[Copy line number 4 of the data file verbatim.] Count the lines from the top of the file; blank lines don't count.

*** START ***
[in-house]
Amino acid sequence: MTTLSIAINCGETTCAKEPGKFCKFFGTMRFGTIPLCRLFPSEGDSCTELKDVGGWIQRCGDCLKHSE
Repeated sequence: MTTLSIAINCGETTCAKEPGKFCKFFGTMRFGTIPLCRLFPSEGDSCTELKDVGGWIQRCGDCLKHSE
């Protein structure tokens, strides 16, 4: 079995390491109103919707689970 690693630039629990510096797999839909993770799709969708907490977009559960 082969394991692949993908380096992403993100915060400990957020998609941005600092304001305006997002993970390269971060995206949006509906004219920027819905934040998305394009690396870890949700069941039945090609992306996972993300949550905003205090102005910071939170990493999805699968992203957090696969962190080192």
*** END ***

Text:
């Protein structure tokens, strides 16, 4: 079995390491109103919707689970 690693630039629990510096797999839909993770799709969708907490977009559960 082969394991692949993908380096992403993100915060400990957020998609941005600092304001305006997002993970390269971060995206949006509906004219920027819905934040998305394009690396870890949700069941039945090609992306996972993300949550905003205090102005910071939170990493999805699968992203957090696969962190080192």